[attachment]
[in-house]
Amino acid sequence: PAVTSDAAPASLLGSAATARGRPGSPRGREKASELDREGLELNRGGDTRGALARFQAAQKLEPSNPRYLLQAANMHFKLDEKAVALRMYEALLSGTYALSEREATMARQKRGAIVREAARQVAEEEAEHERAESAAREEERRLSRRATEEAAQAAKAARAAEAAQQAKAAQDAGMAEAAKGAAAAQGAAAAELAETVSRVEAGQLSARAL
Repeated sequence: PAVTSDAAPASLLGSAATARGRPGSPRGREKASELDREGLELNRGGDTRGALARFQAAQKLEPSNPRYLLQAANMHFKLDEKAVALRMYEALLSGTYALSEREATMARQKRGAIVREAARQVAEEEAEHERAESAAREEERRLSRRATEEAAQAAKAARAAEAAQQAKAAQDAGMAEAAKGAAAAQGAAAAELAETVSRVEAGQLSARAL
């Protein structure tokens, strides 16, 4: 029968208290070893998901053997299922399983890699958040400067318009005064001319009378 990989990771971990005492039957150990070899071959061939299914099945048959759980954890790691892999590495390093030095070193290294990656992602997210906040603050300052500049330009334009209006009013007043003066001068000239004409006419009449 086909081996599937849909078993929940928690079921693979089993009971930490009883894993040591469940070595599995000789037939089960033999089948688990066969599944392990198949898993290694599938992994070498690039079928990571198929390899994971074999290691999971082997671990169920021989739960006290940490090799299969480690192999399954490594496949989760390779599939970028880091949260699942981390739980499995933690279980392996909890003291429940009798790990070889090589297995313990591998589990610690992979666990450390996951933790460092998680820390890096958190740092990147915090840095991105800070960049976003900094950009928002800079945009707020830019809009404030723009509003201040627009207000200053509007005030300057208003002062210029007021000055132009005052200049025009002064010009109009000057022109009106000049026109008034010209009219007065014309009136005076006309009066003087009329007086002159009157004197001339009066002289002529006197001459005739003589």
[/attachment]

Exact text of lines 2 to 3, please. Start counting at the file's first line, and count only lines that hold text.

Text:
Amino acid sequence: PAVTSDAAPASLLGSAATARGRPGSPRGREKASELDREGLELNRGGDTRGALARFQAAQKLEPSNPRYLLQAANMHFKLDEKAVALRMYEALLSGTYALSEREATMARQKRGAIVREAARQVAEEEAEHERAESAAREEERRLSRRATEEAAQAAKAARAAEAAQQAKAAQDAGMAEAAKGAAAAQGAAAAELAETVSRVEAGQLSARAL
Repeated sequence: PAVTSDAAPASLLGSAATARGRPGSPRGREKASELDREGLELNRGGDTRGALARFQAAQKLEPSNPRYLLQAANMHFKLDEKAVALRMYEALLSGTYALSEREATMARQKRGAIVREAARQVAEEEAEHERAESAAREEERRLSRRATEEAAQAAKAARAAEAAQQAKAAQDAGMAEAAKGAAAAQGAAAAELAETVSRVEAGQLSARAL